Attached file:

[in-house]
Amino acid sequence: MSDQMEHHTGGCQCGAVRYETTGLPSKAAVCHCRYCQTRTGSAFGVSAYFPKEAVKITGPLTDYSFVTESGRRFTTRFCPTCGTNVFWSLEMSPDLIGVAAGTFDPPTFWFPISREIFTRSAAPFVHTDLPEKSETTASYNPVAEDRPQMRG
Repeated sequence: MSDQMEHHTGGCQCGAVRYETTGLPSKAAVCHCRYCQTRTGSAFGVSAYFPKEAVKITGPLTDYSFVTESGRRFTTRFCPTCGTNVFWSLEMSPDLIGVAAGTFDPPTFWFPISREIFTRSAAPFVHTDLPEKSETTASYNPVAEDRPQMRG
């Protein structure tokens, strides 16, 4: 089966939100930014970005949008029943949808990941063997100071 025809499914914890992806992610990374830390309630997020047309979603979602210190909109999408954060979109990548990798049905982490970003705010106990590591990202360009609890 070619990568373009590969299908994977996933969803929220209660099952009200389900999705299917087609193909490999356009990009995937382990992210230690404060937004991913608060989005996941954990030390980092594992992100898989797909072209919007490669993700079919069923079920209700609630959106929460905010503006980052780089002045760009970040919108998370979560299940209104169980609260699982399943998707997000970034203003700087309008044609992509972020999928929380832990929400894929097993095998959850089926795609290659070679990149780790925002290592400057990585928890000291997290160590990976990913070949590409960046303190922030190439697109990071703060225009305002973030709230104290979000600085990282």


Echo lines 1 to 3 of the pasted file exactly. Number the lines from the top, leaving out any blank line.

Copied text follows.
[in-house]
Amino acid sequence: MSDQMEHHTGGCQCGAVRYETTGLPSKAAVCHCRYCQTRTGSAFGVSAYFPKEAVKITGPLTDYSFVTESGRRFTTRFCPTCGTNVFWSLEMSPDLIGVAAGTFDPPTFWFPISREIFTRSAAPFVHTDLPEKSETTASYNPVAEDRPQMRG
Repeated sequence: MSDQMEHHTGGCQCGAVRYETTGLPSKAAVCHCRYCQTRTGSAFGVSAYFPKEAVKITGPLTDYSFVTESGRRFTTRFCPTCGTNVFWSLEMSPDLIGVAAGTFDPPTFWFPISREIFTRSAAPFVHTDLPEKSETTASYNPVAEDRPQMRG